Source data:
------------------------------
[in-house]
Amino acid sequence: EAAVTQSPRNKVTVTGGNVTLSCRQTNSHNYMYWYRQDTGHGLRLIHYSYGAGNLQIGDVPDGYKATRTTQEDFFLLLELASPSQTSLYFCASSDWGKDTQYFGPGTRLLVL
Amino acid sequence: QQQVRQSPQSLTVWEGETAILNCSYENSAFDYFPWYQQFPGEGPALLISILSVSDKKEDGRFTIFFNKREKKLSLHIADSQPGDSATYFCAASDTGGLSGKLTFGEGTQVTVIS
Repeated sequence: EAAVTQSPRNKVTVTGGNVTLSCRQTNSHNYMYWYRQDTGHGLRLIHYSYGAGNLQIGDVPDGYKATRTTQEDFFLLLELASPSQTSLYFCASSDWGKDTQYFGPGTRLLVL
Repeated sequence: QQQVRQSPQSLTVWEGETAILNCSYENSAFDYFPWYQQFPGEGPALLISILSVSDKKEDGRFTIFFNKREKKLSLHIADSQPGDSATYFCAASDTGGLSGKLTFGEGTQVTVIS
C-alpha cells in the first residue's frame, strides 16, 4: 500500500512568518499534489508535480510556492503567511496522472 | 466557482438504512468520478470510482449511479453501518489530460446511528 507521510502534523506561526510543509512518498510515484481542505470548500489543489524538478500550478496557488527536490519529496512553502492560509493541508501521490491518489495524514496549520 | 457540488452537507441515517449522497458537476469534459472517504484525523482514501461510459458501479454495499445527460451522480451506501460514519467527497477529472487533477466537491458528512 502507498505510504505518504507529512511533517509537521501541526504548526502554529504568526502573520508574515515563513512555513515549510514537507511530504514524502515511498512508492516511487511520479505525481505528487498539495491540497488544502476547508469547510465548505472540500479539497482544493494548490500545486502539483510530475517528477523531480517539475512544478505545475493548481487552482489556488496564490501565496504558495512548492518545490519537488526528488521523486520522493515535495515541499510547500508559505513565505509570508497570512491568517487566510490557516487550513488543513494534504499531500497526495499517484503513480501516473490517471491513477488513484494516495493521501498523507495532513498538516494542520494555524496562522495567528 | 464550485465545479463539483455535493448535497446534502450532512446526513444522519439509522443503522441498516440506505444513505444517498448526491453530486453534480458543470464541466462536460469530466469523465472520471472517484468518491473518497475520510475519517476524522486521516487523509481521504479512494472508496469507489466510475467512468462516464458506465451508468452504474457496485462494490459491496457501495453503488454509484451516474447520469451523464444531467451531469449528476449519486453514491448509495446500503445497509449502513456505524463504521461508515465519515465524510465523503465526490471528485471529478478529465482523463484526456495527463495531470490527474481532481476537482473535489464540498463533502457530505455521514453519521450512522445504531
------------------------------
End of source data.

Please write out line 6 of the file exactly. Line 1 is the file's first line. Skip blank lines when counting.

C-alpha cells in the first residue's frame, strides 16, 4: 500500500512568518499534489508535480510556492503567511496522472 | 466557482438504512468520478470510482449511479453501518489530460446511528 507521510502534523506561526510543509512518498510515484481542505470548500489543489524538478500550478496557488527536490519529496512553502492560509493541508501521490491518489495524514496549520 | 457540488452537507441515517449522497458537476469534459472517504484525523482514501461510459458501479454495499445527460451522480451506501460514519467527497477529472487533477466537491458528512 502507498505510504505518504507529512511533517509537521501541526504548526502554529504568526502573520508574515515563513512555513515549510514537507511530504514524502515511498512508492516511487511520479505525481505528487498539495491540497488544502476547508469547510465548505472540500479539497482544493494548490500545486502539483510530475517528477523531480517539475512544478505545475493548481487552482489556488496564490501565496504558495512548492518545490519537488526528488521523486520522493515535495515541499510547500508559505513565505509570508497570512491568517487566510490557516487550513488543513494534504499531500497526495499517484503513480501516473490517471491513477488513484494516495493521501498523507495532513498538516494542520494555524496562522495567528 | 464550485465545479463539483455535493448535497446534502450532512446526513444522519439509522443503522441498516440506505444513505444517498448526491453530486453534480458543470464541466462536460469530466469523465472520471472517484468518491473518497475520510475519517476524522486521516487523509481521504479512494472508496469507489466510475467512468462516464458506465451508468452504474457496485462494490459491496457501495453503488454509484451516474447520469451523464444531467451531469449528476449519486453514491448509495446500503445497509449502513456505524463504521461508515465519515465524510465523503465526490471528485471529478478529465482523463484526456495527463495531470490527474481532481476537482473535489464540498463533502457530505455521514453519521450512522445504531